The Derry public will this weekend have the chance to see the city from a unique perspective and get a glimpse into life “below stairs” in early Victorian Derry.
Holywell Trust’s City Walls Heritage Project today announced that the Plinth on Royal Bastion and the Basement of the Deanery on Bishop Street Within will open to the public this Saturday as part of the European Heritage Open Days project.
Mark Lusby, heritage activist with the City Walls Heritage Project explained: “There are lots of amazing buildings open this weekend, but we wanted to give people access to parts of our built heritage, which are never open to the public. Whilst most people will have toured Derry Walls, few will have ever been inside the gated Royal Bastion and fewer still will have climbed up the staircase within the Plinth, which used to be part of Walker’s Pillar.
“The Deanery is one of the most striking period buildings on Bishop Street Within and many of us will have walked past and wondered what lies behind the dusty basement windows. Saturday will be an opportunity to find out!”
The Deanery Basement, and the adjacent No 1 St Columb’s Court, will be used during October by MAK9, a collective of artists and designers, for an exhibition entitled “Draw on the Walls”. Some of the works are currently being installed in the Basement, so visitors on Saturday may get a sneak preview of the artists’ work.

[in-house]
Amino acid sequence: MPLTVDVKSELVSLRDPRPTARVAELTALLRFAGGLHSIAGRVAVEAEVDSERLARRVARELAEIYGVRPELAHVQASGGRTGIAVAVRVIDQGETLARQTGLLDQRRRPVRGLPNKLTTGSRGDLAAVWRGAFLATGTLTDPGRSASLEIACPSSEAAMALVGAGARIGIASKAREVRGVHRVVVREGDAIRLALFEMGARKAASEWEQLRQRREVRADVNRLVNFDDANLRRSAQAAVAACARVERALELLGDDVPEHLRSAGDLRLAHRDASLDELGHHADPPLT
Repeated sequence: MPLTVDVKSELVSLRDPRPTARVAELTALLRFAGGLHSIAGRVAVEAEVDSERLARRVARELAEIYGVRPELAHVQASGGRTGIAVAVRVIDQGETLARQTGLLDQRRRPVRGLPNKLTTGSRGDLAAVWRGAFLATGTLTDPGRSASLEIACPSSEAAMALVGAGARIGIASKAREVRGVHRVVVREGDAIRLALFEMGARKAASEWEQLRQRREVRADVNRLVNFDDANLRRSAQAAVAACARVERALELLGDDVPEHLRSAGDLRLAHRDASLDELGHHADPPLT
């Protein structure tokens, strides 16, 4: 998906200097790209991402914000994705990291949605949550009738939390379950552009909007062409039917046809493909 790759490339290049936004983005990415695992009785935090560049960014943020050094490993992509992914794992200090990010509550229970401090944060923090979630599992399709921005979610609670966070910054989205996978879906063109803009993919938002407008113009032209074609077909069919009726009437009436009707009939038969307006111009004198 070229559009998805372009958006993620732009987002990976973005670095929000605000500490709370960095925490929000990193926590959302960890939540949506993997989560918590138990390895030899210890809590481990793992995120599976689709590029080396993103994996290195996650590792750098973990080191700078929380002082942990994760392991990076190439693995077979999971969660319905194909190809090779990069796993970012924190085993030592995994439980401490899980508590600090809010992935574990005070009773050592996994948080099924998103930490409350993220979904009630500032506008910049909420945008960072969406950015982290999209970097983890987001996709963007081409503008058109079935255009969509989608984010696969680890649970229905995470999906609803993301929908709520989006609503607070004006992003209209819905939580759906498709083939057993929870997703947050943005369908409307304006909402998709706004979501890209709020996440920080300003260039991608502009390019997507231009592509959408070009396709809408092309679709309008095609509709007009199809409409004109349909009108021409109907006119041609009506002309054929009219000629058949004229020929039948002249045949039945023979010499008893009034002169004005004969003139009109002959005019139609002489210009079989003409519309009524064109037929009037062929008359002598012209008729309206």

Eamonn Deane, Director of the Holywell Trust thanked partners for helping to make it possible to open these hidden places to the public this Saturday: “The purpose of the City Walls Heritage Project is to help heal community divisions through an exploration of the shared history of the City Walls. The Trust is grateful to the Vestry of St Columb’s Cathedral and the General Committee of the Apprentice Boys of Derry for their help in making these parts of Derry’s built heritage open to the public on Saturday.”
Stepping back in time, the “Master Gunner and wife”, will be on the City Walls on both Saturday and Sunday, helping to explain how Derry’s 17th century cannon were used. Because of the way the cannon were commissioned, Derry’s Walls are unique in having such a large collection of cannon, each with a well-documented history. The costumed living history performers can be found at Double Bastion near the Verbal Arts Centre on Saturday and on the Walls in front of the Tower Museum on Sunday. In case of inclement weather, the performers will be found in nearby heritage buildings.
More information can be found at www.walls400.com/events. Access to both properties involves climbing stairs and children under 12 must be accompanied by an adult.